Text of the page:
Imagine a Breathalyzer, but instead of measuring your blood-alcohol level, it measures your cellphone activity while behind the wheel.
Enter the "textalyzer," a device that could be in the hands of police officers in New York state in the near future so they can determine whether a motorist involved in a serious accident was using a cellphone.
New York Gov. Andrew Cuomo said Wednesday that his Governor's Traffic Safety Committee will study the new technology as well as its legality in terms of personal privacy laws.
New York banned the use of hand-held devices for all drivers in 2009. It's one of 14 states plus Washington, D.C., to have such a ban. Forty-seven states and Washington, D.C., have texting-while-driving bans for all drivers.
"Despite laws to ban cellphone use while driving, some motorists still continue to insist on texting behind the wheel -- placing themselves and others at substantial risk," Cuomo said in a statement to the Associated Press. "This review will examine the effectiveness of using this new emerging technology to crack down on this reckless behavior and thoroughly evaluate its implications to ensure we protect the safety and privacy of New Yorkers."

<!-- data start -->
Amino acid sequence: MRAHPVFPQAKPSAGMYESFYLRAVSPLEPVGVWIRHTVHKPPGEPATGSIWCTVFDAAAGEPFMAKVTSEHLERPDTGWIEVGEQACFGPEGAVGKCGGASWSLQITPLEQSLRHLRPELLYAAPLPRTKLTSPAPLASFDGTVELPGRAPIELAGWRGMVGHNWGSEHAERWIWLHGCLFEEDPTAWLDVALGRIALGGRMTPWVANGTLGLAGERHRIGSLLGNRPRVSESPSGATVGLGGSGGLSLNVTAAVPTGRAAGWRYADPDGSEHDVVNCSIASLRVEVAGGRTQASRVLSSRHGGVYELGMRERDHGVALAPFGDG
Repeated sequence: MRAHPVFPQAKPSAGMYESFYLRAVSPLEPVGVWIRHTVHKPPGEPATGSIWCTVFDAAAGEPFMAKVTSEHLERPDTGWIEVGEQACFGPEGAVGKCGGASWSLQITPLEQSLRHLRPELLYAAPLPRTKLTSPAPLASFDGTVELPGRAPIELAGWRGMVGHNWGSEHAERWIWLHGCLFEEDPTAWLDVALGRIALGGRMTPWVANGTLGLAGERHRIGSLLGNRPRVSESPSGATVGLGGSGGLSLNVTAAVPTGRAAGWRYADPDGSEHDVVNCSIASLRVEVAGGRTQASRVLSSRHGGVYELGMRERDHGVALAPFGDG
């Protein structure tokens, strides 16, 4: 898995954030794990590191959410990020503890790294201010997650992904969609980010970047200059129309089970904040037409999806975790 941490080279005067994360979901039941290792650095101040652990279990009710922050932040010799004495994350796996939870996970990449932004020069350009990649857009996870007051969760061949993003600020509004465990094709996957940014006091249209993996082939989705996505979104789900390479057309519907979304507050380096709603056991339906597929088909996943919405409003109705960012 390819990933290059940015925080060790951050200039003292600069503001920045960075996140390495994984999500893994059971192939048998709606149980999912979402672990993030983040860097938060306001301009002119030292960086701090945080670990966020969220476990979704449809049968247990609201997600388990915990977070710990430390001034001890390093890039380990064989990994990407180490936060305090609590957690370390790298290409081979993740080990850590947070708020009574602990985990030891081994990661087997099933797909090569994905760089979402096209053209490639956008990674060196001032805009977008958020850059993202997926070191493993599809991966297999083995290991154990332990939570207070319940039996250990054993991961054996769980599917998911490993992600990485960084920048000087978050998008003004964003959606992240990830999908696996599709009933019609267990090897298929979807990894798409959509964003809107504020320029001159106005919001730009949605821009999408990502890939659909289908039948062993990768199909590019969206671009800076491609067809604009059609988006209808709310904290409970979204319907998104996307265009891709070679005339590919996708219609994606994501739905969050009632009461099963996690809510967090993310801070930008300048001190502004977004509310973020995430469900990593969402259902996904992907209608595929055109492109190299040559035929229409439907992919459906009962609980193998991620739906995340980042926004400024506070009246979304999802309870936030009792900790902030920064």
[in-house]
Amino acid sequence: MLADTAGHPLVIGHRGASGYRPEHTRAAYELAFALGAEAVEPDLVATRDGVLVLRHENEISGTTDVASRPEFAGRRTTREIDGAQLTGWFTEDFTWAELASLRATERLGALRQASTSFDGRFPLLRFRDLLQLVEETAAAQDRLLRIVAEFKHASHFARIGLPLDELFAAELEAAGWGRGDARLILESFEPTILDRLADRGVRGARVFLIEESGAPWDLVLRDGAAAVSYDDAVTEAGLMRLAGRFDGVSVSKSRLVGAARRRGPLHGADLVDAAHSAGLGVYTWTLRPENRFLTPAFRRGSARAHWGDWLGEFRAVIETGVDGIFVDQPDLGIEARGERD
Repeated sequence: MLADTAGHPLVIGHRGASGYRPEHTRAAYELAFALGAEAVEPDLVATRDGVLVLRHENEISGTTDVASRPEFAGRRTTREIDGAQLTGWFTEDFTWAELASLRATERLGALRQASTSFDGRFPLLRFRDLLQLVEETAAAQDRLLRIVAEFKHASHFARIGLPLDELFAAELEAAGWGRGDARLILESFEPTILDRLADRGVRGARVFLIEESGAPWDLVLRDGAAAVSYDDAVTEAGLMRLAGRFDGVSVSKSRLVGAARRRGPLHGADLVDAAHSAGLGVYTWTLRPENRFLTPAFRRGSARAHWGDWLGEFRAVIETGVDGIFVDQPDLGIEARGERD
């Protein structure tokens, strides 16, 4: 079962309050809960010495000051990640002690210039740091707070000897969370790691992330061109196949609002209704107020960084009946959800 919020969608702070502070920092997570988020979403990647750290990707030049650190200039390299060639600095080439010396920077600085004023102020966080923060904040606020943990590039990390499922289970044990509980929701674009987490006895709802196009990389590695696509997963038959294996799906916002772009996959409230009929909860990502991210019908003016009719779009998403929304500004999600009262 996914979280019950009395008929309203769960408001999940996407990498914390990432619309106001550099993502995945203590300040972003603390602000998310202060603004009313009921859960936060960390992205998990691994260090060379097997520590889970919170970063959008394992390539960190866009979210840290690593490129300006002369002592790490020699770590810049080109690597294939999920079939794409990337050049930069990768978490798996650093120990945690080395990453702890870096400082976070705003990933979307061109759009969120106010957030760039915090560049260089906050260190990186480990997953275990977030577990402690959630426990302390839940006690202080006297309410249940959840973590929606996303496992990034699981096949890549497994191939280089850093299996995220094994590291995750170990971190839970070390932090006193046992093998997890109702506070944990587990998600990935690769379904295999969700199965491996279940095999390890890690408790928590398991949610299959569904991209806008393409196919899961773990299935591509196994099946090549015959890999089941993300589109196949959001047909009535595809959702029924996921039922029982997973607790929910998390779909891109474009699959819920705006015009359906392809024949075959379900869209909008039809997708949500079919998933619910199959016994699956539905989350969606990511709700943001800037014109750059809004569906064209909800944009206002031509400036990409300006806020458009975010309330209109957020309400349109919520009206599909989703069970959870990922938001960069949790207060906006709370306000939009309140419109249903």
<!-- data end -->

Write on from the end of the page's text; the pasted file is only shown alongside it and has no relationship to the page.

Cellebrite, a technology company in Israel, is developing the "textalyzer" device and says it's still months away from being ready, according to the AP report.
Cuomo's committee will hear from those for and against the technology, law enforcement officials and legal experts before making a report. The focus of that report will be the effectiveness of the technology, constitutional and legal issues and how the device would be used in real situations, the governor's office told the AP.
The Institute for Traffic Safety Management and Research conducted a study of crashes involving cellphone use and distracted driving in New York state from 2011 to 2015. It found that 12 people were killed and 2,784 were injured in accidents caused by cellphones. Furthermore, 1.2 million tickets were issued for cellphone violations during that period. The study found that 48 to 52 percent of the drivers it surveyed from 2013 to 2016 send or receive text messages while driving.
"We were the first state to adopt a motorcycle helmet law, a seat-belt law for front-seat passengers and a cellphone law," Terri Egan, executive deputy commissioner of the New York Department of Motor Vehicles, told the AP. Egan is also the acting leader of the Governor's Traffic Safety Committee. "We want to make sure we consider all the impacts of the technology carefully to best ensure public safety and effective enforcement of the law."